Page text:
When the Buzzcocks broke up, Pete Shelley gravitated towards the bright electronic future, while partner Howard Devoto laid the gloomy, arty groundwork for the post-punk movement with Magazine.
After a pair of influential singles – including their dramatic debut, “Shot By Both Sides” b/w “My Mind Ain’t So Open” – they dropped their first full-length, Real Life, filled with angular guitars and ominous, swirling synths. It the high-energy of punk without the frenetic speed; a forward-looking sound that portents a cold, impersonal future. Classic start to finish.
Of all the cool jazz singers to come out of Stan Kenton’s band, Chris Connor was the coolest. She had a gift for making even the most complicated phrasings sound understated and natural. I just love her.
This 2-disc collection, curated by Atlantic producer Joel Dorn and Connor herself, pulls from the period 1956-1962, when she recorded a dozen or so albums for Atlantic. It includes beautiful standards like “All the Things You Are,” “These Foolish Things,” and “Misty,” as well as lesser-known gems like “When the Wind Was Green” and “Lilac Wine.”
Local guitar legend, Gatton, with a crack band featuring pedal steel hero, Buddy Emmons performing live in 1978 at the Cellar Door here in D.C.
Gatton and Emmons trade off blistering licks almost telepathically, anchored by the rhythm section of Steve Wolf (b) and Scott Taylor (d). They burn through Brother Jack McDuff‘s “Rock Candy” and Horace Silver‘s “Opus de Funk,” and bring a rich, vaguely country-tinged sound to Rimsky-Korsakov‘s “Song of India” (based off of a Dorsey Brothers arrangement).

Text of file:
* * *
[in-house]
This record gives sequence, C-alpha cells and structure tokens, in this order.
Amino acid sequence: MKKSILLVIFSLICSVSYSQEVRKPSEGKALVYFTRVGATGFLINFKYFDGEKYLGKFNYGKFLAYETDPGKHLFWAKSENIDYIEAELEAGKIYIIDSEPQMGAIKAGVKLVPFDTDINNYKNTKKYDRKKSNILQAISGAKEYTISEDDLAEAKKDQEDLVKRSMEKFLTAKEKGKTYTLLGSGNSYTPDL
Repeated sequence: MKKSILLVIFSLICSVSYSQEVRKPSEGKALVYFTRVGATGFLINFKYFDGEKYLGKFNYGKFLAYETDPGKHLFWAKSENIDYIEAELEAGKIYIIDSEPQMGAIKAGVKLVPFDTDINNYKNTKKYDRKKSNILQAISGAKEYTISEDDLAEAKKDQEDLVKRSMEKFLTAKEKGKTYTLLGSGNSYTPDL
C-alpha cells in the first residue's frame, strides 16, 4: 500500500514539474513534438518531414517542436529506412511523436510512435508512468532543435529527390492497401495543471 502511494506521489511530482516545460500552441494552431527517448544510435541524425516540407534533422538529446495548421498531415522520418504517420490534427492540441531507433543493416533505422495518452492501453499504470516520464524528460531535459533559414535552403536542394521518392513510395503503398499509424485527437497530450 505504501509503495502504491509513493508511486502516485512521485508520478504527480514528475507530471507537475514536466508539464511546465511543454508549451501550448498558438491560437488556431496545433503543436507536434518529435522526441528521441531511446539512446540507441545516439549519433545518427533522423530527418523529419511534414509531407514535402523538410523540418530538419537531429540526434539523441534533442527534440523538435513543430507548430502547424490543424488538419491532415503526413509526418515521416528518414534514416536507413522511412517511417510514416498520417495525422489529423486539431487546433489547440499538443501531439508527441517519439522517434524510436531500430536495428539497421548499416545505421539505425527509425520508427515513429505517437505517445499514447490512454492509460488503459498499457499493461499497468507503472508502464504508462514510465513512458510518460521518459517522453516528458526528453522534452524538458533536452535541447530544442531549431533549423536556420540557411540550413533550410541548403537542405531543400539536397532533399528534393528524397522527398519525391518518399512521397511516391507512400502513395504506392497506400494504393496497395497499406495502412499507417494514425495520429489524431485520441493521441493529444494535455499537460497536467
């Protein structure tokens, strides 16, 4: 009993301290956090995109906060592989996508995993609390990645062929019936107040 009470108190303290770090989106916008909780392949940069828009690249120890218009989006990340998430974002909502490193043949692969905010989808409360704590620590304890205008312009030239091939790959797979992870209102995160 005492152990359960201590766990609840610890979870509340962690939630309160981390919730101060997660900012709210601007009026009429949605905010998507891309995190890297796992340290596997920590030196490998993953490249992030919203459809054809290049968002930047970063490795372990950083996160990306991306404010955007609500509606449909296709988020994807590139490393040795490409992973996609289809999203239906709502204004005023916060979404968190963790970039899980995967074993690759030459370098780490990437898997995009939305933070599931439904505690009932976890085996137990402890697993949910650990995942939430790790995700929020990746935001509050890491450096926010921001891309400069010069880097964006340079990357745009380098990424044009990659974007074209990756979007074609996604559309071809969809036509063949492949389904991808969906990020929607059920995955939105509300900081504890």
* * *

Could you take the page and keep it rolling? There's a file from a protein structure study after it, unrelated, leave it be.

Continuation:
A must-hear performance for jazz guitar fans, and a great introduction to this shoulda-been-huge picker.
When it came out in 1981, MCA refused to distribute the album on the grounds that it was “anti-parent” and ” past the point of good taste.” I can’t think of a better reason to recommend it.
Black Flag was already semi-legendary for their festering, feel-bad hardcore sound, relentless touring, and shows that induced police riots up and down the West Coast. With Damaged they came as close as they ever did to capturing that energy on record. The line-up was as close to definitive as possible for a group whose membership changed roughly every few months: mastermind Greg Ginn on lead guitar, former vocalist Dez Cadena moving back to a supporting guitar role, Charles Dukowski on bass, Robo on drums, and new vocalist Henry Rollins – a young D.C. ice cream shop attendant, hardcore musician, and Black Flag superfan, who was asked to join the group after jumping in to sing “Clocked In” during a New York performance.
Damaged contains indisputable punk classics like “Rise Above,” “TV Party,” and “Police Story.” Turn it up all the way, spray paint your walls, and get angry.
The undisputed King of Tango and world-renowned star of stage and screen, Carlos Gardel was a superstar in Latin America, and helped popularize tango throughout the world. Upon learning of his death in a plane crash in 1935, young women across Argentina who had never even met him attempted suicide. Such was the power of his voice and charisma . . .
. . .
. . . or so this one guy told me. At any rate, it’s too good a story to check up on.
These two volumes cover the mid-to-late periods of his career, from 1927 to 1935, and feature Nimbus’ typically high quality transfers from the original 78rpm discs. Though be warned: these are old recordings, and they definitely sound old. Like cracking open a walnut, you’ll have to get past the crackles and thin sound in order to dig into the delicious Gardel inside.